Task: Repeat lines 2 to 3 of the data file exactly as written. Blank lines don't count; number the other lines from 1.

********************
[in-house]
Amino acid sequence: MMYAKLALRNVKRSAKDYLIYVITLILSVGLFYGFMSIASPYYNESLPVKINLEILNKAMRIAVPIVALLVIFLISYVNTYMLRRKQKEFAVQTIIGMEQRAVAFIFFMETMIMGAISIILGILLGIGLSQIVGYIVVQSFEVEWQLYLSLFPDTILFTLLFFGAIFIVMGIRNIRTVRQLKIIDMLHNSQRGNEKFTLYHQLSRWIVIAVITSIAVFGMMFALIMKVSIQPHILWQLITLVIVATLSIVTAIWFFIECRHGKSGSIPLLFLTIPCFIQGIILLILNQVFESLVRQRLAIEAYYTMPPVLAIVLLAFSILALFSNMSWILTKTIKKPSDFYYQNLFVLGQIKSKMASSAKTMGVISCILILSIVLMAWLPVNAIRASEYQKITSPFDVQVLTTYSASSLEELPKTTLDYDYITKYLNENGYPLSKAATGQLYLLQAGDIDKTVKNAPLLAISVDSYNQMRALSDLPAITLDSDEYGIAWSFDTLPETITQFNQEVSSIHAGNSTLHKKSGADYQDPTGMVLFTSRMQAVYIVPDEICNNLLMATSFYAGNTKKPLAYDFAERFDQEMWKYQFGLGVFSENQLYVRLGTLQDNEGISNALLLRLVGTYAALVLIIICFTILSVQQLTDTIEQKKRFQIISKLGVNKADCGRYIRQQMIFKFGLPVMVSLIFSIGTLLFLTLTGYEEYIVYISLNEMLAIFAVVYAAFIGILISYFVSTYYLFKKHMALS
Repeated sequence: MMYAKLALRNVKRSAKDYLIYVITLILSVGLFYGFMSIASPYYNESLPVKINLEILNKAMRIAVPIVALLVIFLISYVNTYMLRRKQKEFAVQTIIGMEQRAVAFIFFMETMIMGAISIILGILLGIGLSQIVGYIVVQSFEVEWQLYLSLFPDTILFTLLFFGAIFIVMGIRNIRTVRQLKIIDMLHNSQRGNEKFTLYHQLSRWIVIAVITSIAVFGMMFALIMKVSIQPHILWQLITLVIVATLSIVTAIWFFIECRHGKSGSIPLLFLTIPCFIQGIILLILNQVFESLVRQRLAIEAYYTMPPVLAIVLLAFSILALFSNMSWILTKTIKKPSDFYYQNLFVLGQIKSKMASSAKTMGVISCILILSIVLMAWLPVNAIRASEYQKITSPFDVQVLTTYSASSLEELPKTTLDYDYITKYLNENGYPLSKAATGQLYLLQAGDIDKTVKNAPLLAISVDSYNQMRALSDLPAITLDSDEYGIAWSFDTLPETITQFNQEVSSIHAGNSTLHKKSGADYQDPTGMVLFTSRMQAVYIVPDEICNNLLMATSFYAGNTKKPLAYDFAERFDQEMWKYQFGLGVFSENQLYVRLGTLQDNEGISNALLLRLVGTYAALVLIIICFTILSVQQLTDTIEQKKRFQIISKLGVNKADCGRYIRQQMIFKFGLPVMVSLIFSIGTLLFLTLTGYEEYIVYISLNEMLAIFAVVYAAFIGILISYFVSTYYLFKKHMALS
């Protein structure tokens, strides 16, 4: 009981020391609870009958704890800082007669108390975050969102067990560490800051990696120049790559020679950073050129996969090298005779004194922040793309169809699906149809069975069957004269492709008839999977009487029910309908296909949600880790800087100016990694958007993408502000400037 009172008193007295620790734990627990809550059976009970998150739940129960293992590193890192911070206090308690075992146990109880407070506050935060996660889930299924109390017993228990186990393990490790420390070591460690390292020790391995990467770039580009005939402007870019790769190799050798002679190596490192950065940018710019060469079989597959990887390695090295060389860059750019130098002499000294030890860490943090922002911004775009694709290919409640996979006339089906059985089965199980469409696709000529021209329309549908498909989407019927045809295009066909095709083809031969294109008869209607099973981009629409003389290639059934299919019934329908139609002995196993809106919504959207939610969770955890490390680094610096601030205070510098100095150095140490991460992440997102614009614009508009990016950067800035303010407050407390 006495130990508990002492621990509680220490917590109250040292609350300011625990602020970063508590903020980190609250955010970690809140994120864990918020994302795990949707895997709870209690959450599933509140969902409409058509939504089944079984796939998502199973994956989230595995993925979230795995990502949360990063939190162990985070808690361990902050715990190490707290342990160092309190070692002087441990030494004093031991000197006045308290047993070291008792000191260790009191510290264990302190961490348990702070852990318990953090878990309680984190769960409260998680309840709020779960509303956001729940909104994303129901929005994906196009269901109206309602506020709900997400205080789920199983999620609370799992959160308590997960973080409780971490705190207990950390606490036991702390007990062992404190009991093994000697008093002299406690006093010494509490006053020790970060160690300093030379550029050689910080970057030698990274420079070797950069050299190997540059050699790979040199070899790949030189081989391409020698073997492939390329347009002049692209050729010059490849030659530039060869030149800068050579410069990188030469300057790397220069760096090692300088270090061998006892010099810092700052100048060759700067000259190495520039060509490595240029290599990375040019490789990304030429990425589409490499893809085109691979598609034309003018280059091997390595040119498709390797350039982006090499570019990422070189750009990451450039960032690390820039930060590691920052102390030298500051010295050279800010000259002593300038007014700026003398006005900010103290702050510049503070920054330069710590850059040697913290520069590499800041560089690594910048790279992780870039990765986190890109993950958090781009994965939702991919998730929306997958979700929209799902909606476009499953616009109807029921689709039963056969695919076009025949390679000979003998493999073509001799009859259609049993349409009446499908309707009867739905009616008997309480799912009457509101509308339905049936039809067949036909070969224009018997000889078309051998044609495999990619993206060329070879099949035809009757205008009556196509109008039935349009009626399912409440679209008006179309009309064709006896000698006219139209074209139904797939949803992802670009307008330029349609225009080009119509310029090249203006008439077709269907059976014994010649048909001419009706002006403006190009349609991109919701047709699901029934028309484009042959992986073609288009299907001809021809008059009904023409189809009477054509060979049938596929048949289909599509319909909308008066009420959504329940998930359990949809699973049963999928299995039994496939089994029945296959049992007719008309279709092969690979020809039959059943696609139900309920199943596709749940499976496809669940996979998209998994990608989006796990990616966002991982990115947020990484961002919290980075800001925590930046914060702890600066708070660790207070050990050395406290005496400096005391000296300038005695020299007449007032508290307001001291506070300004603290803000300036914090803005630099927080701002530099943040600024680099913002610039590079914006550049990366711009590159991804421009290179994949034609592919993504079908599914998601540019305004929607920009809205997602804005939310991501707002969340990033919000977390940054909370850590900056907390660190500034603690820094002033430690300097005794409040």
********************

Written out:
Amino acid sequence: MMYAKLALRNVKRSAKDYLIYVITLILSVGLFYGFMSIASPYYNESLPVKINLEILNKAMRIAVPIVALLVIFLISYVNTYMLRRKQKEFAVQTIIGMEQRAVAFIFFMETMIMGAISIILGILLGIGLSQIVGYIVVQSFEVEWQLYLSLFPDTILFTLLFFGAIFIVMGIRNIRTVRQLKIIDMLHNSQRGNEKFTLYHQLSRWIVIAVITSIAVFGMMFALIMKVSIQPHILWQLITLVIVATLSIVTAIWFFIECRHGKSGSIPLLFLTIPCFIQGIILLILNQVFESLVRQRLAIEAYYTMPPVLAIVLLAFSILALFSNMSWILTKTIKKPSDFYYQNLFVLGQIKSKMASSAKTMGVISCILILSIVLMAWLPVNAIRASEYQKITSPFDVQVLTTYSASSLEELPKTTLDYDYITKYLNENGYPLSKAATGQLYLLQAGDIDKTVKNAPLLAISVDSYNQMRALSDLPAITLDSDEYGIAWSFDTLPETITQFNQEVSSIHAGNSTLHKKSGADYQDPTGMVLFTSRMQAVYIVPDEICNNLLMATSFYAGNTKKPLAYDFAERFDQEMWKYQFGLGVFSENQLYVRLGTLQDNEGISNALLLRLVGTYAALVLIIICFTILSVQQLTDTIEQKKRFQIISKLGVNKADCGRYIRQQMIFKFGLPVMVSLIFSIGTLLFLTLTGYEEYIVYISLNEMLAIFAVVYAAFIGILISYFVSTYYLFKKHMALS
Repeated sequence: MMYAKLALRNVKRSAKDYLIYVITLILSVGLFYGFMSIASPYYNESLPVKINLEILNKAMRIAVPIVALLVIFLISYVNTYMLRRKQKEFAVQTIIGMEQRAVAFIFFMETMIMGAISIILGILLGIGLSQIVGYIVVQSFEVEWQLYLSLFPDTILFTLLFFGAIFIVMGIRNIRTVRQLKIIDMLHNSQRGNEKFTLYHQLSRWIVIAVITSIAVFGMMFALIMKVSIQPHILWQLITLVIVATLSIVTAIWFFIECRHGKSGSIPLLFLTIPCFIQGIILLILNQVFESLVRQRLAIEAYYTMPPVLAIVLLAFSILALFSNMSWILTKTIKKPSDFYYQNLFVLGQIKSKMASSAKTMGVISCILILSIVLMAWLPVNAIRASEYQKITSPFDVQVLTTYSASSLEELPKTTLDYDYITKYLNENGYPLSKAATGQLYLLQAGDIDKTVKNAPLLAISVDSYNQMRALSDLPAITLDSDEYGIAWSFDTLPETITQFNQEVSSIHAGNSTLHKKSGADYQDPTGMVLFTSRMQAVYIVPDEICNNLLMATSFYAGNTKKPLAYDFAERFDQEMWKYQFGLGVFSENQLYVRLGTLQDNEGISNALLLRLVGTYAALVLIIICFTILSVQQLTDTIEQKKRFQIISKLGVNKADCGRYIRQQMIFKFGLPVMVSLIFSIGTLLFLTLTGYEEYIVYISLNEMLAIFAVVYAAFIGILISYFVSTYYLFKKHMALS